There isn't usually much chance to linger by the path that winds through Pulau Semakau, linking the high bund of the landfill to the broad flat of mud and seagrass abutting the island's western shore. The sea beckons without regard for terrestrial attractions and the pull of the tide more often than not trumps the tug exerted by this sliver of soil that endured a perilous existence on old maps. The island persists, but kampong Tengah, which once supported more than a thousand souls and a bevy of unwashed children, has vanished from the charts, and after more than three decades of rural decay, all that remains of the village are crumbling beams on a loamy beach and low embankments which one might stumble over while wading through an understorey of ferns, rattans and gingers.
Despite more than a century of human settlement and the recent ravaging of its eastern rim, Pulau Semakau has assumed the mantle of an offshore haven for biodiversity, an outpost for habitats that once hugged Singapore's southwestern coastlines before their surrender to shipyards and chemical plants. Having survived in refugia on the fringes of the old village or arriving in later years on wave, wind or drifting wood, rare herbs, prickly climbers and grey mangroves now grow in the shade of sea almonds, pong pong trees and sprawling pandans, whose foliage provides a foothold for arboreal snakes and littoral songbirds. Clearings in the mangal reveal the tracks of smooth otters and the middens of mud crabs. Trapdoor spiders lurk in old stumps, while dragonflies in red and green livery float from the tips of rising fronds. Running, darting, buzzing and dancing amid the vegetation, too, are flies that revel in the damp and dark, that thrive on fresh prey and turn to the dead and dying for the chance to spread their quiet grubbery.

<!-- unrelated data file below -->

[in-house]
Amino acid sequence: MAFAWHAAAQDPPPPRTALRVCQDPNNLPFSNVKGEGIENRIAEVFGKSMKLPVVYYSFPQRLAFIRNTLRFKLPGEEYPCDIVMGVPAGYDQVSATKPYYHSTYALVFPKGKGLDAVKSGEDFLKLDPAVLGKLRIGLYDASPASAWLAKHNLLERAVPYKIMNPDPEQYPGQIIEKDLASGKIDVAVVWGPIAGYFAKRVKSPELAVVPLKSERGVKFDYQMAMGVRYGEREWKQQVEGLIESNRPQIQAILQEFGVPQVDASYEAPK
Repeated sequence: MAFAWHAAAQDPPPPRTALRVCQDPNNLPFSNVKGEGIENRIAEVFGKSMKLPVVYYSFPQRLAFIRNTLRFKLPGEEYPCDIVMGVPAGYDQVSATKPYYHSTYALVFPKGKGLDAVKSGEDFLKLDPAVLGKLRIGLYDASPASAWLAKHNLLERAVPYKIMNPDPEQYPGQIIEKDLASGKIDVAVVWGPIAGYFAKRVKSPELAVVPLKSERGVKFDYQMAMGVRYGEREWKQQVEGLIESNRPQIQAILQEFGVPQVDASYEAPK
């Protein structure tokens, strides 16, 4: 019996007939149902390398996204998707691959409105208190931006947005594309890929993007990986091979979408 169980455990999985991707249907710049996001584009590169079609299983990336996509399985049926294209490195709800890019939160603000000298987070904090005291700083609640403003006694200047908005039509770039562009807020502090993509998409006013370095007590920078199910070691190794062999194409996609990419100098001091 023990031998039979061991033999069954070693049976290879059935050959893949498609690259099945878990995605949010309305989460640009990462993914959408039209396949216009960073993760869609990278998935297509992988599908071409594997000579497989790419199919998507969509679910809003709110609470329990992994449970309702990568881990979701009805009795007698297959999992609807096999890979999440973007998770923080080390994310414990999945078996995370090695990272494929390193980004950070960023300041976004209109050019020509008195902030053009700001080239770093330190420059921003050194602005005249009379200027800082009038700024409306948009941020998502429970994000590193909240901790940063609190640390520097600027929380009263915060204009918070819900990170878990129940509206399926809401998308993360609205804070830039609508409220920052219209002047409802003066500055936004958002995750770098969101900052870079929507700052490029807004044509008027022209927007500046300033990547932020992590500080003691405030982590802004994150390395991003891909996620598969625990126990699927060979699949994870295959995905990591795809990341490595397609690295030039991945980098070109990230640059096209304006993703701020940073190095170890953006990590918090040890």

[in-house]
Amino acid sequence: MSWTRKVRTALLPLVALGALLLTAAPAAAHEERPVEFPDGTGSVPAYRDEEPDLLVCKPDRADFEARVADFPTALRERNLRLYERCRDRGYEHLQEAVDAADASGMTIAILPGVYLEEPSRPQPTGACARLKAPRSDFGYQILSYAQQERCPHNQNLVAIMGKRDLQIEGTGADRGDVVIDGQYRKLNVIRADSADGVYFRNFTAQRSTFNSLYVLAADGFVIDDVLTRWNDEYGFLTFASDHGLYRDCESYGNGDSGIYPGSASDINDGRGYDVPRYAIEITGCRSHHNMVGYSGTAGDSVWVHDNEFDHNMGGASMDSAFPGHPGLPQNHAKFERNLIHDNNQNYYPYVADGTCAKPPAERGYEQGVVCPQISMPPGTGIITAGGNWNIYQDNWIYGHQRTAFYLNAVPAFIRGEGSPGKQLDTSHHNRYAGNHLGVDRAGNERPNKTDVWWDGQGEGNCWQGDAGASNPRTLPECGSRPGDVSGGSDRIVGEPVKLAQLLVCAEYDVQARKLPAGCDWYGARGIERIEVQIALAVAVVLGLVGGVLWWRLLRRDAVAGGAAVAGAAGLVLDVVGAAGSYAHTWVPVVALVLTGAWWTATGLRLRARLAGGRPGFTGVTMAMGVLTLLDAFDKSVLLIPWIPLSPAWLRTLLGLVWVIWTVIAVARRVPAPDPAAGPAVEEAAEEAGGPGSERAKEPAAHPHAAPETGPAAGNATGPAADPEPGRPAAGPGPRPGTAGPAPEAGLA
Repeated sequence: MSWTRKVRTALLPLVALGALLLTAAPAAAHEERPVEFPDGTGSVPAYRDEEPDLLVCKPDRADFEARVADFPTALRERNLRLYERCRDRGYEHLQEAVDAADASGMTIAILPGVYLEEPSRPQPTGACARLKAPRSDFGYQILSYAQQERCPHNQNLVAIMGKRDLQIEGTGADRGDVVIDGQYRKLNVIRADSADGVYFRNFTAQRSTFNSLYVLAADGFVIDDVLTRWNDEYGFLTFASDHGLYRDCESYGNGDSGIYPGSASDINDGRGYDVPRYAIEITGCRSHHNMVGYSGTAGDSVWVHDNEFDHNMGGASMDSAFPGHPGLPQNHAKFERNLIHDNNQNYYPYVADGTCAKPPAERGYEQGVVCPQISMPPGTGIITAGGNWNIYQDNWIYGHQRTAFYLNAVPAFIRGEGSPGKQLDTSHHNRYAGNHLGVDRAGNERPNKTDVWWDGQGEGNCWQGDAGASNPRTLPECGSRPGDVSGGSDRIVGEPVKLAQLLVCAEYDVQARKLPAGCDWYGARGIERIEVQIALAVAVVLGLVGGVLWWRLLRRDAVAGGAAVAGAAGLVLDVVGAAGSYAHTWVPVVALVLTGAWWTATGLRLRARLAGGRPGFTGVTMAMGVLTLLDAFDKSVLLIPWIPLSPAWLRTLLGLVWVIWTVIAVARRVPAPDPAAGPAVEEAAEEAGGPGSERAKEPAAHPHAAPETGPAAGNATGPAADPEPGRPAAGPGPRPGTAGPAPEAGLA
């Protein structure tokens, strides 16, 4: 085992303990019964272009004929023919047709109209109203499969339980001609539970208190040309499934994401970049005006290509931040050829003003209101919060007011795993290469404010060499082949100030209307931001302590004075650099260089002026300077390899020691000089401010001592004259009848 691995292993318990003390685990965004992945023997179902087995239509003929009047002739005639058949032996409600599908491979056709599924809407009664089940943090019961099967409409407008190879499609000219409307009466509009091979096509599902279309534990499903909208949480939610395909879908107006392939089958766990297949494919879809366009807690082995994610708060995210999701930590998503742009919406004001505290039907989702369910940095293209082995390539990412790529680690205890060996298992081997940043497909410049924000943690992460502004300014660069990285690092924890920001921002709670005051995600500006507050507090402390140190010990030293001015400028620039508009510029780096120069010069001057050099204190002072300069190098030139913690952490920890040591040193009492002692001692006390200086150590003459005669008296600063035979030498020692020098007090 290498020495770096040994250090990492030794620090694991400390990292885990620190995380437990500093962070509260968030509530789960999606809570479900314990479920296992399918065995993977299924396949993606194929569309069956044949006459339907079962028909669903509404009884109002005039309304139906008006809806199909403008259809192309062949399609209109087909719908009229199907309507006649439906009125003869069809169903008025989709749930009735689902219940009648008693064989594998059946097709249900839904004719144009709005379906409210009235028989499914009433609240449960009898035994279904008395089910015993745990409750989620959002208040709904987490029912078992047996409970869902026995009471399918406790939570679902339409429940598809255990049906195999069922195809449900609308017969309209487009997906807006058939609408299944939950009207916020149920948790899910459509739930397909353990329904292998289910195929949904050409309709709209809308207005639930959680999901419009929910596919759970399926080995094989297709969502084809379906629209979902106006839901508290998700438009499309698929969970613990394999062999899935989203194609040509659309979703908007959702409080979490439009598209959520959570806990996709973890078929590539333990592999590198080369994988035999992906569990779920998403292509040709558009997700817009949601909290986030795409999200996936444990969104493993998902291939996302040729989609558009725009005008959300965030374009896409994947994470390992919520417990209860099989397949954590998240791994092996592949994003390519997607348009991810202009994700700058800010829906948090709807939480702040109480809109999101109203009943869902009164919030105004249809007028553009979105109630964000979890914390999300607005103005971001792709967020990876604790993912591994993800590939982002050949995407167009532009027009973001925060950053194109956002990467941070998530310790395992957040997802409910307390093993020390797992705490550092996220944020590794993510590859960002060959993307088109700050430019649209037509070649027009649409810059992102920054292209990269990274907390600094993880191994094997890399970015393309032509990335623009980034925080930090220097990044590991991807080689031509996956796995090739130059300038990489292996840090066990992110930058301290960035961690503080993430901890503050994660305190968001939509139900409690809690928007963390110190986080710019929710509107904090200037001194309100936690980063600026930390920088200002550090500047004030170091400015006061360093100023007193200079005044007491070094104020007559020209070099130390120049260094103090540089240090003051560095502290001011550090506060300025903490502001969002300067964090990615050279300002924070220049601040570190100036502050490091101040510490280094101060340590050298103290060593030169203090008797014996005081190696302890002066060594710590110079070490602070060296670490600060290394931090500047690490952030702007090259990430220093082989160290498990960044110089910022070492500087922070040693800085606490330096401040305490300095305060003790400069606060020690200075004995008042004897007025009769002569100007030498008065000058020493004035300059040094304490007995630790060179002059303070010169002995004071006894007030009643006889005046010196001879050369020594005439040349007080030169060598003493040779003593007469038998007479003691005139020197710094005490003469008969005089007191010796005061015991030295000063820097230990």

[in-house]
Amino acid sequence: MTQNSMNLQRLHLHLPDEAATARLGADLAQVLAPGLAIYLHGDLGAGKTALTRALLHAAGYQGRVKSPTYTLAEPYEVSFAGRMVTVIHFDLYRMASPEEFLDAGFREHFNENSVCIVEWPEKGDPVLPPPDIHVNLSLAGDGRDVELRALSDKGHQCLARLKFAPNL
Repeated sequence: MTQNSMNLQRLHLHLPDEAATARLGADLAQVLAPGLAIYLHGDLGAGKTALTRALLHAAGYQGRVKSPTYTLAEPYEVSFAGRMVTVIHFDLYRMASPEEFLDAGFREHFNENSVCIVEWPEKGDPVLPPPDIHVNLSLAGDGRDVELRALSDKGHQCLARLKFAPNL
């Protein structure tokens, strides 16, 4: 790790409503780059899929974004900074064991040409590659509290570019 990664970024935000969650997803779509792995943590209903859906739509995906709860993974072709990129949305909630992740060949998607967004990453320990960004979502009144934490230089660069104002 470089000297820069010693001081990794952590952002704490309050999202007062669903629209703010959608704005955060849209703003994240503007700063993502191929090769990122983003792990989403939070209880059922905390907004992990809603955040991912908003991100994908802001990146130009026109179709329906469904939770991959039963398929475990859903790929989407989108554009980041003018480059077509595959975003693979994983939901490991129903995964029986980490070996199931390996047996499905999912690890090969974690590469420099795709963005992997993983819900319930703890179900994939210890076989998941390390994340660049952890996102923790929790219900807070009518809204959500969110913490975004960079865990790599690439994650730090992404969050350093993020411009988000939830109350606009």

Robberflies, hoverflies, dolichopodids, signal flies, micropezids, crane flies, mosquitoes and bee flies are fairly easy to recognise in the field, though still a challenge to pin down beyond the family level. Other dipterans can be much harder to place. A tiny fly with an orbital infestation of mites, spotted on a fallen branch by the trail, was initially thought to be a chloropid. Its habitus and antennal features, however, match that of Allometopon, a genus of druid flies distributed throughout Southeast Asia. With about 400 species worldwide, Clusiidae contains small flies that, like their Celtic namesakes, gather in old growth forests to partake in rituals of mass distraction. Males dominate these leks, displaying and jousting for the right to couple with females, who ovideposit in dead wood or termite nests some distance away from these arenas. Adults subsist on nectar, sap and rotting matter, while the young are thought to predate on other insect larvae. Two genera, Czernyola and Heteromeringia, have been recorded locally, but little else is known about these minute insects and what drives them to perform on stages far from the heart of the city and a world away from the romance of vile things.